Rapid fire with Rick LeBlanc

From high-tech research equipment to hay bales, the University of Saskatchewan (USask) purchases a wide variety of items to support its teaching and learning, research and administrative activities.

To get a closer look at how the university purchases everything from everyday supplies to specialized scientific equipment we sat down Rick Leblanc, Director of Enterprise Procurement.

Q: How would you describe the role of Enterprise Procurement at USask?

RL: We view our role as advisors and strategic partners. Our team works closely with people from areas across the entire university to make sure they are getting the best value for the items they need. This can mean working on their behalf with suppliers to negotiate prices and contracts or consulting with members of our research community to help source rare and sophisticated items.

Q: Can you give us an idea of the value of the items being purchased by USask on an annual basis?

RL: Last year that amount was more than $330 Million for contracted goods and services. That includes services or items purchased on behalf of members of the university community which ranges from the stationery and technology items that you use on a daily basis, to projects like replacing the artificial playing surface at Griffiths Stadium.

Q: What are some of the unique requests for items that come through your department?

RL: That’s one of the great things about working at this university, we are constantly being tasked with fun new challenges. Last year we helped source drones as part of a research project, tractors for the campus farm and a pet CT scanner that is now being used on animals in our veterinary college.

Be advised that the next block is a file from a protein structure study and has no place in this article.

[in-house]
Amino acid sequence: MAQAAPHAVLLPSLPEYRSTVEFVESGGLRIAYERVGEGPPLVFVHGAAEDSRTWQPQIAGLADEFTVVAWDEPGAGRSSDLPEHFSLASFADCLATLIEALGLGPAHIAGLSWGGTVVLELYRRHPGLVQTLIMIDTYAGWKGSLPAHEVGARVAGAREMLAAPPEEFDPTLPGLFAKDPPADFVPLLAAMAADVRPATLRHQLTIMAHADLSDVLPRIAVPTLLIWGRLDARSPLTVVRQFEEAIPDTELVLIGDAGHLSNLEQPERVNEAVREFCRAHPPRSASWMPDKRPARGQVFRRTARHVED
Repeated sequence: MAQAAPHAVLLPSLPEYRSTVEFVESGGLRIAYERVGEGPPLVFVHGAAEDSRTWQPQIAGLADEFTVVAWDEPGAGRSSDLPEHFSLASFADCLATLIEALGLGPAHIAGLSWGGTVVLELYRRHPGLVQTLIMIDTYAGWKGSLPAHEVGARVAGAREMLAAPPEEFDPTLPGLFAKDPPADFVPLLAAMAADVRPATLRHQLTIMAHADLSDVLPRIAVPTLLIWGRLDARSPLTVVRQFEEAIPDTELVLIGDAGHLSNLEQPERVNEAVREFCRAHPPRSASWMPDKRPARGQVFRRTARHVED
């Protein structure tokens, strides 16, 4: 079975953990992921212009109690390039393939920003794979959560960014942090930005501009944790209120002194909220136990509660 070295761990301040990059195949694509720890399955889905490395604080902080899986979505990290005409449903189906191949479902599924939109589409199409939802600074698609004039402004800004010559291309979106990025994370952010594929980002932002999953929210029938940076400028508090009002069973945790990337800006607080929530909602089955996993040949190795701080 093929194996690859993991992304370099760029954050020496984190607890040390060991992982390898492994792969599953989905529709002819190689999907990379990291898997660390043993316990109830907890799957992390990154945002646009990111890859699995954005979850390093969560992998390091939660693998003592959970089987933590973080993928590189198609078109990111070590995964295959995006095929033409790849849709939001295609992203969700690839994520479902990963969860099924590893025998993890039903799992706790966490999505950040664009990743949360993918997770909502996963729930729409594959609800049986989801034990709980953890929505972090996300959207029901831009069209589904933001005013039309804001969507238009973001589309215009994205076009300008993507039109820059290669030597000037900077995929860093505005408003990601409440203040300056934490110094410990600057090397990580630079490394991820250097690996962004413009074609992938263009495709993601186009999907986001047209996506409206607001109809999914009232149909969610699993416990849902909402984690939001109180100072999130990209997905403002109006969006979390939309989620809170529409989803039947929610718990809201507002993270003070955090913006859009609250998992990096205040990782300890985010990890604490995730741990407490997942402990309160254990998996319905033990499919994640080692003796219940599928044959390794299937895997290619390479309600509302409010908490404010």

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Rick LeBlanc Director, Enterprise Procurement

Q: What are some of the advancements or new services that Enterprise Procurement is responsible for?

RL: As with all areas within Finance and Resources we are continually looking for more efficient ways to provide value to the university. A couple of recent accomplishments like the integration of procurement activities within ConnectionPoint and the introduction of an Indigenous business strategy standout. Both initiatives took a great deal of collaboration with other units at the university, but we are proud that we are able to take these steps to improve the delivery of procurement services on campus and enhance relationships with Indigenous companies wanting to do business with the university.

Q: How do you measure success for Enterprise Procurement?

RL: We started to create a number of different methods to track this. With the integration of procurement activities within ConnectionPoint we are now developing better service quality metrics that will help identify areas that we can improve for our customers. We’ve also introduced a new operations dashboard that tracks procurement activities at an institutional level to evaluate things like cost savings, business interactions with Indigenous companies, and return on investment.

Q: What are some of the priorities for Enterprise Procurement in the coming year?

RL: To make procurement easier for the university community. That includes streamlining and standardizing processes while getting more awareness out about how our department can be a valuable partner. That includes working with you right from the initiation of the idea of planning the purchase, going to tender, managing the contract and the disposal of items in a sustainable way.

Learn more about Procurement at USask at ConnectionPoint.usask.ca.

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